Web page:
This week I have been learning about diabetes – its symptoms, its management and what can go wrong. The subject choice was particularly apt, given the huge attention that the topic has currently been raising within the media.
On 4th July, Diabetes UK revealed that 738 people are being diagnosed with Type 2 diabetes and 30 more with Type 1 diabetes, every day within the UK. This is equivalent to a massive 280,000 people every year, and with a further 18 million people having pre-diabetes symptoms already.
So, you may be wondering, what is the difference between Type 1 and Type 2 diabetes? From what I have learnt, Type 1 diabetes is usually diagnosed in the very young and is basically an autoimmune disease in which the body attacks itself. In Type 1 diabetes the pancreas stops producing insulin and replacement insulin needs to be injected every single day to keep the person alive. In addition to this, the person’s blood glucose level needs to be monitored before every meal, and their dietary needs and insulin amounts must be adapted to balance these needs.
Type 2 diabetes is usually diagnosed as a consequence of bad lifestyle choices, and needs to be managed through adopting a healthy diet, taking regular exercise and effectively managing weight. People with Type 2 diabetes do not need to take insulin, as their bodies are still producing it, but are not able to utilise it effectively.
One of my nurse lecturers commented that when she started nursing 30 years ago, Type 2 diabetes was only diagnosed in the over 40s age group, and was typical of individuals who were ‘fat, forty and middle-aged’. Nowadays however, it is increasingly common in people as young as 20. The reason for this is our Western diet and sedentary lifestyle. Many of us do not respect our bodies. We have too much fat and sugar in our diets, not enough fruit and vegetables, too much alcohol, we might sit down in offices all day, we drive our cars everywhere, we sit down in the evening watching TV, we sit down on the Playstation or chat on social media, and added to all that (if that weren’t enough), we might even be indulging in the smoking of cigarettes. Considering all this therefore, it is not really surprising that the incidence of diabetes is on the increase.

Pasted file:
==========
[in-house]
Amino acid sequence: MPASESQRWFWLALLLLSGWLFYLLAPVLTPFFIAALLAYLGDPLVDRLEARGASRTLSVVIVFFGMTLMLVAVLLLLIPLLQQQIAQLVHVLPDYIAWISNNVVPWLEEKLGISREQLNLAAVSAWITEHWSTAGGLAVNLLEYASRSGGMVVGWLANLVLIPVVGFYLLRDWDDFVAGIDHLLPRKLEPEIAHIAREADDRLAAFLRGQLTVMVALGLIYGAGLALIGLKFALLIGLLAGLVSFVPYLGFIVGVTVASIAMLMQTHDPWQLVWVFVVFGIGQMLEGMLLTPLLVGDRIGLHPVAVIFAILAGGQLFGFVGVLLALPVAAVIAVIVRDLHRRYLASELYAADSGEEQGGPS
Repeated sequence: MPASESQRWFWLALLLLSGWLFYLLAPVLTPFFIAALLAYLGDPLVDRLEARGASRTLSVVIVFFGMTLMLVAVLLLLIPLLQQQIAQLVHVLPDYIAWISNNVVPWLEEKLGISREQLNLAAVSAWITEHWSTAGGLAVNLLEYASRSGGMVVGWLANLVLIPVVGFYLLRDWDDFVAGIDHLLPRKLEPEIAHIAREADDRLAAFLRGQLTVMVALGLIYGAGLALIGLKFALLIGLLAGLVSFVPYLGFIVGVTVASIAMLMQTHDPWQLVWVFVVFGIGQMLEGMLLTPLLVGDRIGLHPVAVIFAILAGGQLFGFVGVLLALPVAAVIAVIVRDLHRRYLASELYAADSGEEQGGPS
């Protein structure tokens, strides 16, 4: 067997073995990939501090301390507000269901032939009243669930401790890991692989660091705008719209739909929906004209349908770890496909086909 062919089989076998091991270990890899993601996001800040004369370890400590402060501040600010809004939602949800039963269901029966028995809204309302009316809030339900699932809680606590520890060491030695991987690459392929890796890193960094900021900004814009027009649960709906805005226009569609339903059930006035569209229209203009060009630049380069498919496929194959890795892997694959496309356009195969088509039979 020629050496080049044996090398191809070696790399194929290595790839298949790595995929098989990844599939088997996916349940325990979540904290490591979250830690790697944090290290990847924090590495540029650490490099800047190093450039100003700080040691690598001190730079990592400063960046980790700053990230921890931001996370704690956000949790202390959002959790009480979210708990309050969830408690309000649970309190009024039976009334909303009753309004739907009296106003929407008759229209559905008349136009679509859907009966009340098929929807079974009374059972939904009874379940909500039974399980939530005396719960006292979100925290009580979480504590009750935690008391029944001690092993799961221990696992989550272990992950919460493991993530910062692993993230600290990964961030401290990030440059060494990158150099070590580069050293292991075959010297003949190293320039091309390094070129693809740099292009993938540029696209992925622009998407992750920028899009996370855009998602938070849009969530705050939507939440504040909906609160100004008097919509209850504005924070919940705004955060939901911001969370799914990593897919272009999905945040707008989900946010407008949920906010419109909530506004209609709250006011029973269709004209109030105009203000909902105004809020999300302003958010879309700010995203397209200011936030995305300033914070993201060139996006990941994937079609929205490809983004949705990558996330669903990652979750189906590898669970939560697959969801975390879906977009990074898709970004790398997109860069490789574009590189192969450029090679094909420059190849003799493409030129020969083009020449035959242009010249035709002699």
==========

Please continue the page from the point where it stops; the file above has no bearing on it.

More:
In order to address this spiralling problem, we clearly need to be doing the opposite of all the habits in the paragraph above. Prevention is undoubtedly the way we need to be going. To do this therefore, we need to be adopting the principles of the Eat Well plate, as advocated by the NHS. We require: at least five daily portions of fruit and vegetables; complex carbohydrates such as wholemeal varieties of bread, rice, pasta and cereals; smaller amounts of dairy products such as cheese, yoghurt, eggs and semi-skimmed milk; proteins such as beans, lentils, soya, nuts, fish and lean meat; and very small amounts of fat (preferably unsaturated) such as polyunsaturated margarine and olive oil; plus sparing amounts of sugary treats, such as cake and biscuits.
Added to this, we should be drinking plenty of water, limited amounts of tea and coffee, and non-sugary drinks. We need at least 30 minutes of exercise daily, which can easily be achieved through a simple walk. Furthermore, we need to limit our alcohol intake, perhaps just using it as a weekend treat. We must adhere to our recommended units sensibly, and should avoid resorting to binge drinking. The perils of smoking meanwhile, are now widely accepted and acknowledged, and it is up to each individual to get the help they need to help them to give up.
If we can all respect our bodies just a little more, our bodies will hopefully continue to work and serve us in the way in which they were intended. We do not have to give up everything that we love; moderation is the key to good overall health.
So what if you are wondering whether you might be at risk of diabetes already? What are the signs? The common indicators are excessive thirst (polydipsia), excessive urinating (polyuria) and perhaps using the toilet throughout the night (nocturia), increased appetite (polyphagia), loss of weight, frequent fungal infections such as thrush, and extreme tiredness and lethargy. The presence of diabetes can easily be determined through a simple blood test. A healthy blood glucose level reading should be between 3.5 to 7 mmol/Litre. If you have any concerns, you should visit your GP.
At university I am really enjoying learning about the physiology of the pancreas and its role in the production and regulation of insulin levels. It has also been really fascinating finding out about the pathophysiology – about what happens when things go wrong with the body. Crucial to my nurse training, is the understanding of how to recognise and deal with low glucose levels (hypoglycaemia) and high glucose levels (hyperglycaemia), and furthermore what either extreme can lead to.
To look after my patients who have diabetes effectively, I have also been learning about the types of health problems that may be encountered, and particularly moreover, when patients fail to properly manage their long term condition. Diabetes puts people at long term risk of neuropathy (nerve damage to the fingers and toes), nephropathy (kidney damage), retinopathy (damage to the eyes) and heart disease; so it is therefore really important that patients with diabetes attend for regular health check-ups with the diabetes nurse, have their eyes checked at the opticians and have their feet checked with the podiatrist. With good management and a healthy lifestyle, people with diabetes can enjoy a good standard of living; but without this however, the future could be bleak.
For further information, visit http://www.diabetes.org.uk/